From the happy days when she read Engineering at Cambridge, revelling in a spell as Captain of the Boat Club and in the hard grind of the discipline and training required of a Cambridge Boat Crew, and on through training to become a Chartered Accountant, and the years of happy labours for ICI, Zeneca and latterly Astra Zeneca – in all of these years the people who lived and worked with Jilly remember her with the deepest admiration and affection.
Jilly never expected in a million years to become a Vicar’s wife! – though she’d have made a fine pastor. Indeed, in countless ways that many of you here recall, Jilly was a fine pastor. I’ve known of few people who would get out of bed at 6am in order to prepare cooked breakfasts that she would deliver around 7am to elderly parishioners en route for her office at Alderley Park. Jilly did not wear her considerable Christian faith on her sleeve; she believed herself called to more practical ‘incarnate’ or in-the-flesh expressions of the Love of God. Time and again, in my presence, I have been privileged to witness people unashamedly tell my wife ‘I love you Jilly!’…. There was a sense of urgency in our house before Christmas this year as, already very poorly, Jilly set her face to ensuring Christmas presents were made ready – some of them knitted by her – and Christmas cakes and puddings were made and distributed – personally, wherever and whenever that was possible, sometimes involving our driving round trips of a couple of hundred miles a time.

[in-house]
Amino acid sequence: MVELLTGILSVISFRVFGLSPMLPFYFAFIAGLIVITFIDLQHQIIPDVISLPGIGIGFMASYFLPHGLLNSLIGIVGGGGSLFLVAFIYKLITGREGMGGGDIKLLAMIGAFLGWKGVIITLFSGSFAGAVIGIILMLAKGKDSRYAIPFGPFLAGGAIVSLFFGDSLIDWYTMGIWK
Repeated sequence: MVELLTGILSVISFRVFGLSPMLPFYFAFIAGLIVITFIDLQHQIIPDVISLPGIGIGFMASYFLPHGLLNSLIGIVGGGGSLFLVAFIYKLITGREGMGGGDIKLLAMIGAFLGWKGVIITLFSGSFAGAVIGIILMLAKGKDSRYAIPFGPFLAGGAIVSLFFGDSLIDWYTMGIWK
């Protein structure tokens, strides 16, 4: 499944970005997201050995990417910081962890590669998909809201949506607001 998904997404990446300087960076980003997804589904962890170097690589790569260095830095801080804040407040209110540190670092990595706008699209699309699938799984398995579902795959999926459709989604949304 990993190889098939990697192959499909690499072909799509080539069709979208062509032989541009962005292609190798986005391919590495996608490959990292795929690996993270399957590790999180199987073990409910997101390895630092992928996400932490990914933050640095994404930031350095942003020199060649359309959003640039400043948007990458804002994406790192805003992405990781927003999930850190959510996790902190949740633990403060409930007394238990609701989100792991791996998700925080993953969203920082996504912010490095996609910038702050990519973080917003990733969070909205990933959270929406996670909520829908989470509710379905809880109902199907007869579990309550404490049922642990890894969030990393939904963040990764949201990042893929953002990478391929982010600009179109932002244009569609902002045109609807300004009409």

Accomplished and delighted walker of Lakeland fells, dearly loved by many, Jilly Mary Tovey whispers to me now: ‘Enough, my love. You’ve said enough. They’ll all be freezing cold!’ …I know that I will never have said enough about her, but I must draw this little tribute to a close, leaving you with your own treasured memories and with this poem, entitled “Roads” by Ruth Bidgood:
No need to wonder what heron-haunted lake
lay in the other valley,
or regret the songs in the forest
I chose not to traverse.
No need to ask where other roads might have led,
since they led elsewhere;
for nowhere but this here and now
is my true destination.
The river is gentle in the soft evening,
and all the steps of my life have brought me home.